Annual cellulose crop options for ethanol and oil cropping intensification for biodiesel feedstocks

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dc.contributor.author Ballard, Todd Curtis
dc.date.accessioned 2012-05-08T19:29:06Z
dc.date.available 2012-05-08T19:29:06Z
dc.date.issued 2012-05-08
dc.identifier.uri http://hdl.handle.net/2097/13808
dc.description.abstract Ethanol from cellulose and biodiesel are both advanced biofuels according to the renewable fuel standard version two (RFS2) as part of the Energy Independence and Security Act of 2007. Agricultural production of feedstocks for these fuels can occur as co-products from the primary use of the crops. Use of cellulosic material produced from annual grain and sugar crops does not displace land use from grain and sugar production. Production of corn (Zea mays L.), grain sorghum, dual purpose forage sorghum, sweet sorghum, and photoperiod sensitive sorghum (Sorghum bicolor (L.) Moench) are all primarily driven for products other than cellulosic ethanol. Corn production if driven by grain and silage markets with fodder occasionally used for forage. Grain sorghum production is driven by grain markets and grown primarily in semi arid regions. Dual purpose forage sorghum is used for forage both as baled hay and as silage. Sweet sorghum is produced for sugar and molasses production. Photoperiod sensitive sorghum is produced for baled hay. The current study tests the effect of seeding rate on cellulosic ethanol on each crop. Yellow grease is the most common source of oil for biodiesel production. Intensification of oil crop production may increase the feedstock availability for biodiesel. The current study uses double cropping of spring camelina (Camelina sativa (L.) Crantz), spring canola (Brassica napus L.), sesame (Sesamum indicum L.), safflower (Carthamus tinctorius Mohler, Roth, Schmidt and Bourdeux), soybean (Glycine max L.), and sunflower (Helianthus annuus L.) to search for cropping system options that will produce more oil on an annual basis than full season crops. The full season crop options used were maturity group IV soybean, maturity group V soybean, and full season sunflower. Fertility inputs are inherently less for the non legume crops due to the N fixation ability of symbiotic rhizobium. Canola and camelina are also more sensitive to sulfur deficiency than many crops. Long chain and polyunsaturated fatty acids have higher market values than biodiesel. Separation of these fatty acids from the lipid profile of oil seed crops provides additional demand for oil seed crops. Demand for the crops will drive commodity prices and move land use into oil crop production. The second year of oilseed production provided an opportunity to look at lipid profiles of successfully produced crops during a drought year. Three new discoveries were concluded. Grams cellulosic ethanol g[superscript]-1 stover is not affected by density within the densities considered. Among the double crop options tested only sesame after spring crops was viable in normal years and none were viable in an extreme drought year. Lipid profiles are provided for crops produced in concurrent field growing conditions. en_US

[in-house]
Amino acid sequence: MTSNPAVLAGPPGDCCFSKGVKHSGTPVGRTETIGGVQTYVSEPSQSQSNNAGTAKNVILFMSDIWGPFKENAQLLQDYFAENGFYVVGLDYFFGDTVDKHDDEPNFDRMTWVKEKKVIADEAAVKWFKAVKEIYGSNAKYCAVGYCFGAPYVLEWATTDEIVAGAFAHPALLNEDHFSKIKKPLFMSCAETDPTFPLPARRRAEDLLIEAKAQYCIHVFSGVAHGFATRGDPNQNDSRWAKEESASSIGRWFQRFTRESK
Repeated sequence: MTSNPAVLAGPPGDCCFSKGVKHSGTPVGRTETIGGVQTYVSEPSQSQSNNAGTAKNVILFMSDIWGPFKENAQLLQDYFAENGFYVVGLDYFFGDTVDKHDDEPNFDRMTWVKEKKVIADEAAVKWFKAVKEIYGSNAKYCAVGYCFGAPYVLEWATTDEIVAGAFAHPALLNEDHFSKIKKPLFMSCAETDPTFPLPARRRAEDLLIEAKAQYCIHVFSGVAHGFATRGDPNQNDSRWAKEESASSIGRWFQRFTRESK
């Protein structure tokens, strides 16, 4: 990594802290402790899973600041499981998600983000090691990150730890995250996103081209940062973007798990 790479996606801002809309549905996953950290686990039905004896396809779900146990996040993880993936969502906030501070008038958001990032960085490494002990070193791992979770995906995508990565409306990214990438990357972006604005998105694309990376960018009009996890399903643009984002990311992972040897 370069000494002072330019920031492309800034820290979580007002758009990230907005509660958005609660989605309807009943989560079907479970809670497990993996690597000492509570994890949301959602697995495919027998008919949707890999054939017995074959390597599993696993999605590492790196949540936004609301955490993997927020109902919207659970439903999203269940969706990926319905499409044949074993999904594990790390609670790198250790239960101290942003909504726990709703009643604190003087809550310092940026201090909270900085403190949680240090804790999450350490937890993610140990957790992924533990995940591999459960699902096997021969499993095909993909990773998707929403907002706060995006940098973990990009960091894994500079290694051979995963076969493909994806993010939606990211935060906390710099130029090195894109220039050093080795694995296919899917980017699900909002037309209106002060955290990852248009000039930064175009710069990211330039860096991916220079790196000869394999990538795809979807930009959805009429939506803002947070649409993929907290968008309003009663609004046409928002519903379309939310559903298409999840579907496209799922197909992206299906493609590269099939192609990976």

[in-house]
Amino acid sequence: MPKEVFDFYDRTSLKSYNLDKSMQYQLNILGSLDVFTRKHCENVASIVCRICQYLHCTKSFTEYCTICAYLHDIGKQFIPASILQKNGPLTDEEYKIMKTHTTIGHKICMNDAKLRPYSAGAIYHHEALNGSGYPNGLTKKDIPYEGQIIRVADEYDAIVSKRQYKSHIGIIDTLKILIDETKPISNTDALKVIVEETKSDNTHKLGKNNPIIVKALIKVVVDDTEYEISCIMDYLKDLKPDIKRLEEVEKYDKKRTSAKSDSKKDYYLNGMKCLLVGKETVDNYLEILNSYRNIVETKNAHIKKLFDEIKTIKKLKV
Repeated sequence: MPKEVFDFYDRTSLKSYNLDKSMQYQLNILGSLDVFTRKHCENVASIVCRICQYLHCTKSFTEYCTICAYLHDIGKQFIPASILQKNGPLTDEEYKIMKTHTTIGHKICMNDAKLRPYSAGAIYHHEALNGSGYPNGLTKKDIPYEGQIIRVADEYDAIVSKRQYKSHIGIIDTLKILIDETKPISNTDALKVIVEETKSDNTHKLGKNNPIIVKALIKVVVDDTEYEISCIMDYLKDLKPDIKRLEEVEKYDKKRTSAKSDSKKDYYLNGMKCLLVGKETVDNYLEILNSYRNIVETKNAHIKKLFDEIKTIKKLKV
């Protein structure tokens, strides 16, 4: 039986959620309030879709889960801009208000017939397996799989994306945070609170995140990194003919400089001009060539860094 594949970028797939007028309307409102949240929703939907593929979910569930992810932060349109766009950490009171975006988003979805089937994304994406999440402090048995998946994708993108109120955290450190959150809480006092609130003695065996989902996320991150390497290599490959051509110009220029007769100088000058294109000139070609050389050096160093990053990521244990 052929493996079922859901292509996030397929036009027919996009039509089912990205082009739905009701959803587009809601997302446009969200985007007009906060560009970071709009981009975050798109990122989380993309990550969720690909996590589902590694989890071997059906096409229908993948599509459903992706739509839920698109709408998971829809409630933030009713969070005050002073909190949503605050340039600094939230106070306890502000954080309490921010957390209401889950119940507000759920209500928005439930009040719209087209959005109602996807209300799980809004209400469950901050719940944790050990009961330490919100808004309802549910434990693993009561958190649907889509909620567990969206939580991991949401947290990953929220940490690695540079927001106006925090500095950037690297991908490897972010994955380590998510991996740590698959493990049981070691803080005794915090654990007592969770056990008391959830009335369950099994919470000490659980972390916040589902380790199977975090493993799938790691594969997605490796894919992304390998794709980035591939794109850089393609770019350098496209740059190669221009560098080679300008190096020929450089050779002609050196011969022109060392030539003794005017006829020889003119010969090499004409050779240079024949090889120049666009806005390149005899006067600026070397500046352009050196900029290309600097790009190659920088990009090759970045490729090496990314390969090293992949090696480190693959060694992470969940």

dc.description.sponsorship National Science Foundation, United States Department of Agriculture Rural Development en_US
dc.language.iso en_US en_US
dc.publisher Kansas State University en
dc.subject Agronomy en_US
dc.subject Biofuels en_US
dc.subject Ethanol en_US
dc.subject Biodiesel en_US
dc.title Annual cellulose crop options for ethanol and oil cropping intensification for biodiesel feedstocks en_US
dc.type Dissertation en_US
dc.description.degree Doctor of Philosophy en_US
dc.description.level Doctoral en_US
dc.description.department Department of Agronomy en_US
dc.description.advisor Scott Alan Staggenborg en_US
dc.subject.umi Agronomy (0285) en_US
dc.subject.umi Alternative Energy (0363) en_US
dc.date.published 2012 en_US
dc.date.graduationmonth May en_US


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